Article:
### TL;DR

Lognormal are positively skewed and heavy tailed distribution. When performing float arithmetic operations (such as sum, mean or std) on sample drawn from a highly skewed distribution, the sampling vector contains values with discrepancy over several order of magnitude (many decades). This makes the computation inaccurate.

The problem comes from those two lines:

```
mean_calc += [np.average(ln)]
sigma_calc += [np.std(ln)]
```

Because `ln`

contains both very low and very high values with order of magnitude much higher than float precision.

The problem can be easily detected to warn user that its computation are wrong using the following predicate:

```
(max(ln) + min(ln)) <= max(ln)
```

Which is obviously false in Strictly Positive Real but must be considered when using Finite Precision Arithmetic.

### Modifying your MCVE

If we slightly modify your MCVE to:

```
from scipy import stats
for s in ss:
mu = -0.5*s*s
ln = stats.lognorm(s, scale=np.exp(mu)).rvs(N*N)
f = stats.lognorm.fit(ln, floc=0)
mean_calc += [f[2]*np.exp(0.5*s*s)]
sigma_calc += [np.sqrt((np.exp(f[0]**2)-1)*(np.exp(2*mu + s*s)))]
mean_analytic += [np.exp(mu+0.5*s*s)]
sigma_analytic += [np.sqrt((np.exp(s**2)-1)*(np.exp(2*mu + s*s)))]
```

It gives the reasonably correct mean and standard deviation estimation even for high value of sigma.

The key is that `fit`

uses MLE algorithm to estimates parameters. This totally differs from your original approach which directly performs the mean of the sample.

The `fit`

method returns a tuple with `(sigma, loc=0, scale=exp(mu))`

which are parameters of the `scipy.stats.lognorm`

object as specified in documentation.

I think you should investigate how you are estimating mean and standard deviation. The divergence probably comes from this part of your algorithm.

There might be several reasons why it diverges, at least consider:

~~Biased estimator: Are your estimator correct and unbiased?~~ Mean is unbiased estimator (see next section) but maybe not efficient;
~~Sampled outliers from Pseudo Random Generator may not be as intense as they should be compared to the theoretical distribution: maybe MLE is less sensitive than your estimator~~ New MCVE bellow does not support this hypothesis, but Float Arithmetic Error can explain why your estimators are underestimated;
**Float Arithmetic Error** New MCVE bellow highlights that it is part of your problem.

### A scientific quote

It seems naive mean estimator (simply taking mean), even if unbiased, is inefficient to properly estimate mean for large sigma (see **Qi Tang**, Comparison of Different Methods for Estimating Log-normal Means, p. 11):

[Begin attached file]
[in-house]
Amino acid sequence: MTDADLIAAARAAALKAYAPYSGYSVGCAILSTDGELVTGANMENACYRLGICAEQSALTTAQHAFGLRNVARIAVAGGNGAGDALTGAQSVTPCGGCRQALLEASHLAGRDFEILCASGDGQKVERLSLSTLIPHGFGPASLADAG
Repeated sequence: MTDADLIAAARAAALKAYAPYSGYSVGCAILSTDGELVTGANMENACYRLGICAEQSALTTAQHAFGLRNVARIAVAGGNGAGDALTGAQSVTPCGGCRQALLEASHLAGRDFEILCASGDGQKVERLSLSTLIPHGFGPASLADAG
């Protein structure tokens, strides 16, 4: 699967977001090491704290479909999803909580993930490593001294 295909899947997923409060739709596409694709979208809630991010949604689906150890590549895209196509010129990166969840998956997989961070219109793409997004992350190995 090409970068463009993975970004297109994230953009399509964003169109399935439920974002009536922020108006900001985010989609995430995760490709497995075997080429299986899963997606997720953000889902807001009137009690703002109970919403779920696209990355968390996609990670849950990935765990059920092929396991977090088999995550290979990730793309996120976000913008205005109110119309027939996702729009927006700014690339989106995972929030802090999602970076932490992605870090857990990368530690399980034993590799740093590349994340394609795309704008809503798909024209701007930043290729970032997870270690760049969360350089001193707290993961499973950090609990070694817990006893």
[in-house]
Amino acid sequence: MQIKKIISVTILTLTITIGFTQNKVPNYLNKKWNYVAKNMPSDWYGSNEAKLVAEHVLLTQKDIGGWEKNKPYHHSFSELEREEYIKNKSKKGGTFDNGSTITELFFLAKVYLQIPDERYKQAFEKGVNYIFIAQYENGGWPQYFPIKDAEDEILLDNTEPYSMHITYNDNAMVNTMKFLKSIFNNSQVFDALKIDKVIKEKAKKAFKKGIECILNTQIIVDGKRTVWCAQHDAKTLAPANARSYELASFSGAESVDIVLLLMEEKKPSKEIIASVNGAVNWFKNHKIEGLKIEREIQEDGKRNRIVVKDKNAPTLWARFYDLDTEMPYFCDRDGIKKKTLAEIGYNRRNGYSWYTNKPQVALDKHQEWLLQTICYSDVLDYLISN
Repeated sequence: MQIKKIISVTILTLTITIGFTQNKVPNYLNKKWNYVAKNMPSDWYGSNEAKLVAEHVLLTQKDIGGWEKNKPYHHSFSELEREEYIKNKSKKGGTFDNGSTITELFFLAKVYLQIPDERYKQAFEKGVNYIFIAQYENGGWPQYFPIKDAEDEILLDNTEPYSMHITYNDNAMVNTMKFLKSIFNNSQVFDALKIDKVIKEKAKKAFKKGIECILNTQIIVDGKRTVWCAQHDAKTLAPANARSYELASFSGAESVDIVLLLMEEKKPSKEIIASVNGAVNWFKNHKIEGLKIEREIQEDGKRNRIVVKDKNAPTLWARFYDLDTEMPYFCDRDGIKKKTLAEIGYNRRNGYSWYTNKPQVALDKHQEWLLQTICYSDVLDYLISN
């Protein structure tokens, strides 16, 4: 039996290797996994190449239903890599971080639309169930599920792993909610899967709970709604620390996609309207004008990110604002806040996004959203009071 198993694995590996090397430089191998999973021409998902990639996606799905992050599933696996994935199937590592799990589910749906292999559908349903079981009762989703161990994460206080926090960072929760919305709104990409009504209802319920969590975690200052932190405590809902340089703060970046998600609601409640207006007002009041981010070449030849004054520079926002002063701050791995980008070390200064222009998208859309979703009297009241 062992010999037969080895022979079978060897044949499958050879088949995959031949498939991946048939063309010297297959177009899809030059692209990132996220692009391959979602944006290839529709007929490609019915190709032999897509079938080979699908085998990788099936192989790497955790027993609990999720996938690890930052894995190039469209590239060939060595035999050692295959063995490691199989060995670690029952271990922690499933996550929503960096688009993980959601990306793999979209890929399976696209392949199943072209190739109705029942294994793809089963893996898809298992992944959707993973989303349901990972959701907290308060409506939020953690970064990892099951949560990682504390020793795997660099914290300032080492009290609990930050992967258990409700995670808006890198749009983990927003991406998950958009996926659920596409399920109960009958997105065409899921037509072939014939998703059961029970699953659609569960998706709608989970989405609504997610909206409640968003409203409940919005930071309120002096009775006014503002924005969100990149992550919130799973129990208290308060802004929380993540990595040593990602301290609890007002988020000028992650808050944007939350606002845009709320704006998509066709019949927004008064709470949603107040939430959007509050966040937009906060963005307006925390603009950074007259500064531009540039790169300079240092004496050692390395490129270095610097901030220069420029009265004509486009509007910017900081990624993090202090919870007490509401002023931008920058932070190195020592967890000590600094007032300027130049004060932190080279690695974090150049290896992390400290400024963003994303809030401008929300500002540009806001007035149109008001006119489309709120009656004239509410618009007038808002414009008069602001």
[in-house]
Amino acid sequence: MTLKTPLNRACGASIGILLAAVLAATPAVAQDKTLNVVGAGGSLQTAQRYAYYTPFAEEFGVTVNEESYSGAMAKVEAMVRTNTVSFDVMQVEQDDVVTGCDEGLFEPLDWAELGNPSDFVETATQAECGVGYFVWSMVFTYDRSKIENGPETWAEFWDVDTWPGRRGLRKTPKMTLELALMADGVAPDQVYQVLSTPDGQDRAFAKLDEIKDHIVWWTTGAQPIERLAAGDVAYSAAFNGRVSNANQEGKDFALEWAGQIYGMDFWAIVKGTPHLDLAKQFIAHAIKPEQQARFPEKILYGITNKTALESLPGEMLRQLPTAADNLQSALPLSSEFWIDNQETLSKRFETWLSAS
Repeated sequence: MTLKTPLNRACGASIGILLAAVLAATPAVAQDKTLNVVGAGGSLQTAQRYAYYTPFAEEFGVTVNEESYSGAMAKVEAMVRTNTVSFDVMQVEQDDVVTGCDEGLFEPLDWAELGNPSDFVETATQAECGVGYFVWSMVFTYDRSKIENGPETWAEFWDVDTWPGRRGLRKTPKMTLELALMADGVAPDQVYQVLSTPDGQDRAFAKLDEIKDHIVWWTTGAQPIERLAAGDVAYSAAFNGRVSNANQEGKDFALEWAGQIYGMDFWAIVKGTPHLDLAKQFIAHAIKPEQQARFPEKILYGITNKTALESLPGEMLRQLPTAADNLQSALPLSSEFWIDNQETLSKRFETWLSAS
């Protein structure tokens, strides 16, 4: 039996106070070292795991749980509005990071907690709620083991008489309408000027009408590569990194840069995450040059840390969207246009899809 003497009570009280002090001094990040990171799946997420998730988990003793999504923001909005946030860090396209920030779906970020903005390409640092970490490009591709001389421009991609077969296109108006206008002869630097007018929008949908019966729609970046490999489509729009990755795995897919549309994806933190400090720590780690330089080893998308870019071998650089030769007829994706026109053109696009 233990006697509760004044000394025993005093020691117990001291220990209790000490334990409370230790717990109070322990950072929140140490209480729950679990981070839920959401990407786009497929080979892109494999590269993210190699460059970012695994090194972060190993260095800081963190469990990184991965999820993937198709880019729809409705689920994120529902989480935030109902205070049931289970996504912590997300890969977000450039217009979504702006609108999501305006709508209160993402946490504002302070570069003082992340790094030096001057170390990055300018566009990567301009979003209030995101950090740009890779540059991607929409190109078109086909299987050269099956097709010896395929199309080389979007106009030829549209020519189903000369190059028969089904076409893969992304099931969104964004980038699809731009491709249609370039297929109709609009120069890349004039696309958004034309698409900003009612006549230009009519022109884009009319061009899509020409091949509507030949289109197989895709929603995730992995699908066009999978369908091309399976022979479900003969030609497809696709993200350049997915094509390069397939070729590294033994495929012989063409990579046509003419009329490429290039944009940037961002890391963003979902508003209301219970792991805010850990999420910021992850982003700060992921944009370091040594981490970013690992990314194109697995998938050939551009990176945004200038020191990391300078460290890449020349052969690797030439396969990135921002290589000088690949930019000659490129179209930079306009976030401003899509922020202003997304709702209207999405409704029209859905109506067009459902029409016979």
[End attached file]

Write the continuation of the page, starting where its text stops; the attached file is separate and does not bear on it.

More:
The naive estimator is easy to calculate and it is unbiased. However,
this estimator can be inefficient when variance is large and sample
size is small.

The thesis reviews several methods to estimate mean of a lognormal distribution and uses MLE as reference for comparison. This explains why your method has a drift as sigma increases and MLE stick better alas it is not time efficient for large N. Very interesting paper.

### Statistical considerations

Recalling than:

- Lognormal is a heavy and long tailed distribution positively skewed. One consequence is: as the shape parameter sigma grows, the asymmetry and skweness grows, so does the strength of outliers.
- Effect of Sample Size: as the number of samples drawn from a distribution grows, the expectation of having an outlier increases (so does the extent).

### Building a new MCVE

Lets build a new MCVE to make it clearer. The code bellow draws samples of different sizes (`N`

ranges between `100`

and `10000`

) from lognormal distribution where shape parameter varies (`sigma`

ranges between `0.1`

and `10`

) and scale parameter is set to be unitary.

```
import warnings
import numpy as np
from scipy import stats
# Make computation reproducible among batches:
np.random.seed(123456789)
# Parameters ranges:
sigmas = np.arange(0.1, 10.1, 0.1)
sizes = np.logspace(2, 5, 21, base=10).astype(int)
# Placeholders:
rv = np.empty((sigmas.size,), dtype=object)
xmean = np.full((3, sigmas.size, sizes.size), np.nan)
xstd = np.full((3, sigmas.size, sizes.size), np.nan)
xextent = np.full((2, sigmas.size, sizes.size), np.nan)
eps = np.finfo(np.float64).eps
# Iterate Shape Parameter:
for (i, s) in enumerate(sigmas):
# Create Random Variable:
rv[i] = stats.lognorm(s, loc=0, scale=1)
# Iterate Sample Size:
for (j, N) in enumerate(sizes):
# Draw Samples:
xs = rv[i].rvs(N)
# Sample Extent:
xextent[:,i,j] = [np.min(xs), np.max(xs)]
# Check (max(x) + min(x)) <= max(x)
if (xextent[0,i,j] + xextent[1,i,j]) - xextent[1,i,j] < eps:
warnings.warn("Potential Float Arithmetic Errors: logN(mu=%.2f, sigma=%2f).sample(%d)" % (0, s, N))
# Generate different Estimators:
# Fit Parameters using MLE:
fit = stats.lognorm.fit(xs, floc=0)
xmean[0,i,j] = fit[2]
xstd[0,i,j] = fit[0]
# Naive (Bad Estimators because of Float Arithmetic Error):